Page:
"The present value of the survivor annuity was calculated at trial by using standard mortality table and the prevailing interest rates. In calculating the value, the actuary from Pension Analysis Consultants, Inc., utilized the concept of a single premium annuity, which is an annuity purchased today in one payment in order to provide a monthly benefit in the future. Therefore, the cost to purchase a pension of $976.00 per month to start now based upon husband's age and life expectancy, calculated at a 6.48% interest/discount rate and using Mortality Table GAM-83, would be $99,850.00. Utilizing the same method, the cost to purchase wife's survivorship interest as a single premium annuity would be $57,480.00 Therefore, the value of wife's survivor annuity is $57,480.00."
Note that a present value is equivalent to the purchase price of a single premium annuity, where the annuity (monthly benefit in the future) is purchased with a single payment today. The single payment is the present value of the annuity (pension). The pension of $976.00 per month is the husband's pension, now in pay status. The present value of this pension is $99,850. When the Court said Utilizing the same method, they meant that PAC utilized the same interest rate (6.48%) and the GAM-83 mortality tables. The difference is that in calculating the present value of the pension, the male mortality table only was used, while in calculating the present value of the survivor annuity, the joint mortality was used.
Once the present value of the survivor benefit has been established ($57,480) this is compared to the marital present value of the husband's pension. To quote from the Superior Court's opinion:
"PAC (Pension Analysis Consultants, Inc.) calculated the present value of Husband's pension... In order to determine the marital portion of Husband's pension, the present value must be multiplied by a coverture fraction, which is marital service divided by total service... Therefore, the marital portion of Husband's pension is $51,140.00."
In this case, the marital present value of the pension is less than the present value of the survivor benefit. There are two reasons for this: the pension is not entirely marital (the coverture fraction is .5487), and the value of the survivor annuity is relatively high, since the wife is 16 years younger than the husband. Hence, the Court decided that there would be no immediate offset regarding husband's pension. A very careful reader may note that .5487 x $99,850 = $54,788 not $51,140. The reason is that separation was before retirement, and the accrued benefit as of the date of separation is $911 per month, with a present value of $93,202. $93,202 x .5487 = $51,140, the marital present value of the pension.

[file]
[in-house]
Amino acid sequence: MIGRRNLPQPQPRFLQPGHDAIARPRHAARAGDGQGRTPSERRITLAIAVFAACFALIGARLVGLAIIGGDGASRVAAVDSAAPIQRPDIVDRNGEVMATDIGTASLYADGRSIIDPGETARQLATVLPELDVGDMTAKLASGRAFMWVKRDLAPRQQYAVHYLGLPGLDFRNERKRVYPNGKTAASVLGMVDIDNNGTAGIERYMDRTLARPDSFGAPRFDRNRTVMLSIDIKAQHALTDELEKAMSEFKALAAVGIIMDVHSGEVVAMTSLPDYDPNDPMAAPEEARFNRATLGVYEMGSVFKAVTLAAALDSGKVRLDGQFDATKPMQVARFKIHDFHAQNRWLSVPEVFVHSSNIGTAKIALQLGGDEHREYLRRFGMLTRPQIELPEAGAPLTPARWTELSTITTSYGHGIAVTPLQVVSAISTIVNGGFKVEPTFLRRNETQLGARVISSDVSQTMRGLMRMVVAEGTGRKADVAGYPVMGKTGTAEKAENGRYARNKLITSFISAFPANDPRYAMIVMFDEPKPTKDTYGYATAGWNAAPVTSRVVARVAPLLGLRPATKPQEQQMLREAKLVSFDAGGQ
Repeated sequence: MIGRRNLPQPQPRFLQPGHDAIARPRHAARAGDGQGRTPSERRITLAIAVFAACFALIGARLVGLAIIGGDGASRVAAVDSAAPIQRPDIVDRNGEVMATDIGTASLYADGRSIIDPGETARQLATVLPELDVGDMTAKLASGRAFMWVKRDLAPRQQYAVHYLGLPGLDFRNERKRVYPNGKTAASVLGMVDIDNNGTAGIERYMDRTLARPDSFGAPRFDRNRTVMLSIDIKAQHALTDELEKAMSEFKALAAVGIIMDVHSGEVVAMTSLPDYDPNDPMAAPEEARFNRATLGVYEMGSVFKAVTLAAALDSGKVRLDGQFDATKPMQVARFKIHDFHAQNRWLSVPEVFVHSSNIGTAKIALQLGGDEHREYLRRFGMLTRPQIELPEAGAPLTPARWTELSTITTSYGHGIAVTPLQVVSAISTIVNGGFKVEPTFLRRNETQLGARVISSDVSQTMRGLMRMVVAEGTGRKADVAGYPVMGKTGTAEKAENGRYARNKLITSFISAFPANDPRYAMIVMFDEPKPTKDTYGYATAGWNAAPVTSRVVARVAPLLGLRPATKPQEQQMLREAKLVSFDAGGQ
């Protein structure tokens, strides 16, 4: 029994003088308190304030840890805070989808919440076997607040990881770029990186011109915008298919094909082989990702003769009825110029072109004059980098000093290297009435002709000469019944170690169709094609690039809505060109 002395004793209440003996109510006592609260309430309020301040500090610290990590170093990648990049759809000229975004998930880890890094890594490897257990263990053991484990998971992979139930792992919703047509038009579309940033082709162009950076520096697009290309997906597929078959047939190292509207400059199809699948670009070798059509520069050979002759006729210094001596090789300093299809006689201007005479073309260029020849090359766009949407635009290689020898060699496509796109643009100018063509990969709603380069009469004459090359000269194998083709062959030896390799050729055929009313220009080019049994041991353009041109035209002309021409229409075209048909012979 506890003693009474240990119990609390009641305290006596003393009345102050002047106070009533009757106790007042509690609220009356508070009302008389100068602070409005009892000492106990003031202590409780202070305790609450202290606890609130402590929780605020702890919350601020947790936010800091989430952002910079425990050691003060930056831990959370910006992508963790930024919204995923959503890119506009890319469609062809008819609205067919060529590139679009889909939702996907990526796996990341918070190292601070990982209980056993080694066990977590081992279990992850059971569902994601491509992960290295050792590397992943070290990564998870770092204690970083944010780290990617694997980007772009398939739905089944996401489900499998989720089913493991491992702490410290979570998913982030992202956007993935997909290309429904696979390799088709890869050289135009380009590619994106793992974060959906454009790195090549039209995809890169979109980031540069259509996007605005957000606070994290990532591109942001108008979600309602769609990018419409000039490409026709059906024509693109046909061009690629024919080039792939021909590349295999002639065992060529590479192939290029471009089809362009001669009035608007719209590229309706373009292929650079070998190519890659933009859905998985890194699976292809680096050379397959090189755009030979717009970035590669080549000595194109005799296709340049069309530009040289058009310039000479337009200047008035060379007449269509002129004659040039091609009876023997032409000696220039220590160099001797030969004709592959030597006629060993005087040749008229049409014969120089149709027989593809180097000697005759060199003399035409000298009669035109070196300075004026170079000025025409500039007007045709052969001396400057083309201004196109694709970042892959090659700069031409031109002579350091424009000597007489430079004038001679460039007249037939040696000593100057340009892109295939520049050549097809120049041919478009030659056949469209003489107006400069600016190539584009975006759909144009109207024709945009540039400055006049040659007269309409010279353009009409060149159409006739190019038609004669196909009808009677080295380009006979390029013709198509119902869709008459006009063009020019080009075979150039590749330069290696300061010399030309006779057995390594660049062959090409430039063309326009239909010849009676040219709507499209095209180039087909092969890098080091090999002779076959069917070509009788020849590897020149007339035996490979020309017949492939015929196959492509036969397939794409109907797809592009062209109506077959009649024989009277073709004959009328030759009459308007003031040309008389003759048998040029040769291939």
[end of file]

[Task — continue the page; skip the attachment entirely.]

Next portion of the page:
In a similar case with the ages closer, and the service primarily marital, the present value of the survivor benefit will likely be much less than the marital present value of the pension. For example, if the marital present value of husband's pension is $100,000 and the present value of wife's contingent survivor annuity is $25,000, the remainder subject to equitable distribution is $75,000, and the husband can buy out wife's interest in his pension with a cash payment of $37,500.
Thus, the Superior Court of Pennsylvania has found that in a post retirement case involving an ERISA pension where a joint and survivor option was chosen at retirement, the survivor benefit is a marital asset to be valued using the same present value methodology used in valuing a pension.
As of footnote, the Superior Court in this case upheld PAC's use of gender-specific mortality tables, reflecting the market value of pensions and annuities.